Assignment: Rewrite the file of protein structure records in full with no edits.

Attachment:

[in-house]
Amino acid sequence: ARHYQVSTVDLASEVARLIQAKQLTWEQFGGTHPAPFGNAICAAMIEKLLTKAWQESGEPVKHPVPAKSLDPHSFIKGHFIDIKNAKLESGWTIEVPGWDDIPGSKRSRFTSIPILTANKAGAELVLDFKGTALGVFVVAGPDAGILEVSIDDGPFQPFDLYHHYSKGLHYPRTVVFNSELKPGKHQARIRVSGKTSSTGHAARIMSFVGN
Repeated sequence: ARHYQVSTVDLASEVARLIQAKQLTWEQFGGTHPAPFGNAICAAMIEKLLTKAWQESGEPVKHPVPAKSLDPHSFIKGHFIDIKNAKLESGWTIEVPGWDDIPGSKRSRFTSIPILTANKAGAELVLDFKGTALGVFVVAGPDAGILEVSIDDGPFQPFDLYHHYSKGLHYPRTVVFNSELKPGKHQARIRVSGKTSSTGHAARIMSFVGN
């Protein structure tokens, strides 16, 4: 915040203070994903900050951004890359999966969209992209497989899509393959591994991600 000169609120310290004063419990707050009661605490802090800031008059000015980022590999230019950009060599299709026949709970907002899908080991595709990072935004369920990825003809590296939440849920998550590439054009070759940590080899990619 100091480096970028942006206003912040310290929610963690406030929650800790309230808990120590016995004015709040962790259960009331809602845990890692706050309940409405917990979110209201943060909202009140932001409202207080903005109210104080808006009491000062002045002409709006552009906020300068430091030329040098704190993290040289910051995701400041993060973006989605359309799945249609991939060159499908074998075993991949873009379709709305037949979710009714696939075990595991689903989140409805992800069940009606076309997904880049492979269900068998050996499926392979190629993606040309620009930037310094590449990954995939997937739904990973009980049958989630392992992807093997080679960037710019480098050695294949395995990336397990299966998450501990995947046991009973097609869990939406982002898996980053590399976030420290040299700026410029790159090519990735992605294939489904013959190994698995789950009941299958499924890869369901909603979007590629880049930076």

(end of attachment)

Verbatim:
[in-house]
Amino acid sequence: ARHYQVSTVDLASEVARLIQAKQLTWEQFGGTHPAPFGNAICAAMIEKLLTKAWQESGEPVKHPVPAKSLDPHSFIKGHFIDIKNAKLESGWTIEVPGWDDIPGSKRSRFTSIPILTANKAGAELVLDFKGTALGVFVVAGPDAGILEVSIDDGPFQPFDLYHHYSKGLHYPRTVVFNSELKPGKHQARIRVSGKTSSTGHAARIMSFVGN
Repeated sequence: ARHYQVSTVDLASEVARLIQAKQLTWEQFGGTHPAPFGNAICAAMIEKLLTKAWQESGEPVKHPVPAKSLDPHSFIKGHFIDIKNAKLESGWTIEVPGWDDIPGSKRSRFTSIPILTANKAGAELVLDFKGTALGVFVVAGPDAGILEVSIDDGPFQPFDLYHHYSKGLHYPRTVVFNSELKPGKHQARIRVSGKTSSTGHAARIMSFVGN
């Protein structure tokens, strides 16, 4: 915040203070994903900050951004890359999966969209992209497989899509393959591994991600 000169609120310290004063419990707050009661605490802090800031008059000015980022590999230019950009060599299709026949709970907002899908080991595709990072935004369920990825003809590296939440849920998550590439054009070759940590080899990619 100091480096970028942006206003912040310290929610963690406030929650800790309230808990120590016995004015709040962790259960009331809602845990890692706050309940409405917990979110209201943060909202009140932001409202207080903005109210104080808006009491000062002045002409709006552009906020300068430091030329040098704190993290040289910051995701400041993060973006989605359309799945249609991939060159499908074998075993991949873009379709709305037949979710009714696939075990595991689903989140409805992800069940009606076309997904880049492979269900068998050996499926392979190629993606040309620009930037310094590449990954995939997937739904990973009980049958989630392992992807093997080679960037710019480098050695294949395995990336397990299966998450501990995947046991009973097609869990939406982002898996980053590399976030420290040299700026410029790159090519990735992605294939489904013959190994698995789950009941299958499924890869369901909603979007590629880049930076």